The Christmas lights are all up an on in Coniston now and look fantastic (if a little creepy!) A surprising number of people came along to the switch on, nearly 200, which was well above my pessimistic guesstimate of 20. Richard Ryan, Manager of the Blackpool Illuminations was due to switch on the lights but as he was stuck in traffic, and with people getting bored of mulled wine very quickly, we had one of our favourite local ladies, Margaret Proctor, switch on the lights for us and pose for press photos. We were handed the job of organising the Christmas Lights from a committee of local women who have done this for 11 years. We have been quite anxious about their response to all the changes we have made but fortunately for us, they are very happy with them! Richard arrived just before everyone disappeared into the pub or to dominos night (one of the biggest club nights in Coniston!) so he was able to give his talk on Christmas Lights and the Blackpool Illuminations. We had bought a couple of lights from him and the big Peace on Earth sign, he told us, was originally made for a Robson Green Christmas pop video!
Seventeen volunteers showed up on Tuesday to get stuck into more revamping of Coniston Institute. The kitchen was the priority. Since the new units were put in a few weeks ago, we hadn't had a chance to add the finishing touches like putting up shelves and deciding which cupboard for cups and which for plates and where we should keep the tea towels. It's all looking great and working so we're looking forward to cooking a big thank you dinner for all the volunteers, committee members and funders.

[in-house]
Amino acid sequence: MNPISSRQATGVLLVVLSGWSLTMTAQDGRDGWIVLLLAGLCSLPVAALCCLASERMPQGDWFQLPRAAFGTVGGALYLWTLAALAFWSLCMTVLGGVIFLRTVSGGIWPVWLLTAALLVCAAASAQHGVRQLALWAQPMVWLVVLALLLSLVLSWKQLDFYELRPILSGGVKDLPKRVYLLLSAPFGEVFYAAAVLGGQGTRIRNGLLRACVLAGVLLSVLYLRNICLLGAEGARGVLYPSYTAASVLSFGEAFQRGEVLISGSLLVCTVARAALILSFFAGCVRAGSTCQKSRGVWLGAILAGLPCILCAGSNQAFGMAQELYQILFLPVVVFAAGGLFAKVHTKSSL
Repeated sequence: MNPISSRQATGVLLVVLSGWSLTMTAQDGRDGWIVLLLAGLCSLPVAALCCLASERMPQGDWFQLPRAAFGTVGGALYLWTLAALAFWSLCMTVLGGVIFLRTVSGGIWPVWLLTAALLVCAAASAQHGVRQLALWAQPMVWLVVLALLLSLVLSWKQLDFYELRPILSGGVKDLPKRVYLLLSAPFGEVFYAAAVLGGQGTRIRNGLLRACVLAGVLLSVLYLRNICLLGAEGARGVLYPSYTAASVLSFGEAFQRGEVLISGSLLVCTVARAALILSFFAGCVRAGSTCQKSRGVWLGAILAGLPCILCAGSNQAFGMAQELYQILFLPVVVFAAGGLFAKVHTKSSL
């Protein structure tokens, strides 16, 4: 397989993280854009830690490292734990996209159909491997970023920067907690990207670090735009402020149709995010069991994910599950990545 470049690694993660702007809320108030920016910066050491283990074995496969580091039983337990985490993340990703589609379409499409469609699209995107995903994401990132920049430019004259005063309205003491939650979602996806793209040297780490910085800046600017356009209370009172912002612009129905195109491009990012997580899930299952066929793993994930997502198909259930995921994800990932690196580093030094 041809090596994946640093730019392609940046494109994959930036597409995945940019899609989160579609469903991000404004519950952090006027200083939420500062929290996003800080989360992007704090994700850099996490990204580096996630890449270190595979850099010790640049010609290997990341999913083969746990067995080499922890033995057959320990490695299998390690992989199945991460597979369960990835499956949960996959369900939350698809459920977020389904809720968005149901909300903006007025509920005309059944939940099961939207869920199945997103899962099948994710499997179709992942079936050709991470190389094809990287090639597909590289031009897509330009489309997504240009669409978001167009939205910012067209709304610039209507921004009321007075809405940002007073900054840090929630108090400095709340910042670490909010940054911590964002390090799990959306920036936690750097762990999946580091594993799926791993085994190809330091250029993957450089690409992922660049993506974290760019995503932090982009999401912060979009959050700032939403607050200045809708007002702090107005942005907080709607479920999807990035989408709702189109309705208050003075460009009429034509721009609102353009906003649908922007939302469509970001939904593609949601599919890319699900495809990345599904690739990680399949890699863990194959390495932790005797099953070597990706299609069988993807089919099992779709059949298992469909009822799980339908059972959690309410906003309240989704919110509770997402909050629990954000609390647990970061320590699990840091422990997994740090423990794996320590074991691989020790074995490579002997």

We also had a massive clear-out of a general hoard found squatting in the basement. The mouse-nibbled shuttlecocks, broken Christmas decorations, rotting curtains and paint brushes gone hard, filled a trailer and three cars.
Then came the rubble.... a wall has come down to make a once overflowing storage room and dark corridor into a beautiful new library.... update to follow.
...As the rain lashes the window on a Friday night, I find myself wondering if Barry White was much of a gardener?
The big cakes and all date is SUNDAY SEPT. 2ND 2012 - save the date now and order your waterproofs.
But you can also contact me if you're in the area another time and if I'm around you'll be most welcome.
On Monday we took delivery of this fine
Rietdale Chair made by Harvey
Wilkinson, former curator at Blackwell. The chair is a hybrid
of the 1917 Red and Blue Chair by Gerrit Rietveld
and the Eskdale school of woodcarving, produced by itinerant
craftsmen in the valley of Eskdale in the English Lake District
around the same time. The Eskdale woodcarvers were never
recognised as a movement or driving force in arts and crafts , yet
their extraordinary designs in carved oak offer a proto-modernist
version of design evolved in this remote valley, like some lost